…As Burger King allegedly say. Pondering customizability.
The inscrutable Raymond Chen has an blog called The Old New Thing, in which he (as a Microsoft person) posts on many detailed and interesting topics related to the internals of Windows. Even if you’re a Unixite so fervent that your car has a command line, it’s worth reading to see why certain things in Windows are they way that they are. He has a recent entry on Why can’t the default drag/drop behavior be changed? (in Explorer) which highlights something I was thinking about recently; the twin and somewhat opposed worldviews regarding interfaces.
When, in the past, I’ve run Linux desktops, I’ve spent happy hours playing with the myriad subtle and singular configuration options that let me set it up just how I like it, with all my favourite key and mouse combinations spread across all the applications that I need to use. Windows, naturalmente, doesn’t let me do that. It works how it works. The rationale for this, according to Raymond is:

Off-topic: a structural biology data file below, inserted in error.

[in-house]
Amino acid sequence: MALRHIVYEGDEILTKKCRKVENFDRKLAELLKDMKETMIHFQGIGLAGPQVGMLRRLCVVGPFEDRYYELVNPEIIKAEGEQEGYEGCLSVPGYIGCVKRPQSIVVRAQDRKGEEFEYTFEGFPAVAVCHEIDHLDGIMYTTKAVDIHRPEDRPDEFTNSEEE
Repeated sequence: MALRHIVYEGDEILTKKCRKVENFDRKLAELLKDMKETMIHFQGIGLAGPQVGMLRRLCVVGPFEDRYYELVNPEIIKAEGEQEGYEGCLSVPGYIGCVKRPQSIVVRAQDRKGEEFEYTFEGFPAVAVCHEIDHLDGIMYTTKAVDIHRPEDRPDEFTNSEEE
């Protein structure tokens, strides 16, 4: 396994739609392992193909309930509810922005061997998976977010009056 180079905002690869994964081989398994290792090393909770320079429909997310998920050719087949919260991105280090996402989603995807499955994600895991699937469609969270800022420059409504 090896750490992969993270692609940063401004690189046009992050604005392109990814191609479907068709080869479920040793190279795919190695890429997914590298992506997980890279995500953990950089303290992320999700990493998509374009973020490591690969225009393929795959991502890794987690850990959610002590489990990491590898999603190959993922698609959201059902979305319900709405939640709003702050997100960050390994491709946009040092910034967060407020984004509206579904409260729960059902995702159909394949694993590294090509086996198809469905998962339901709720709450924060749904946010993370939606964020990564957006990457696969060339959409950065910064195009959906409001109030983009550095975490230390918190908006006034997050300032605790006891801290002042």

[customization] removes some of the predictability from the user interface. One of the benefits of a common user interface is that once you learn it, you can apply the rules generally. But if each user could customize how drag/drop works, then the knowledge you developed with drag/drop wouldn’t transfer to other people’s machines.
Infinite customizability also means that you can’t just sit down in front of somebody’s machine and start using it. You first have to learn how they customized their menus, button clicks, default drag effects, and keyboard macros.
I’m not sure where I’d stand on this point. I like things the way I like them, but I also hate sitting down at an unfamiliar system and not having things ready-to-hand. Perhaps it’s a question of ownership of the machine in question…
 No axe to grind here, it’s just that all my Linux systems are servers these days.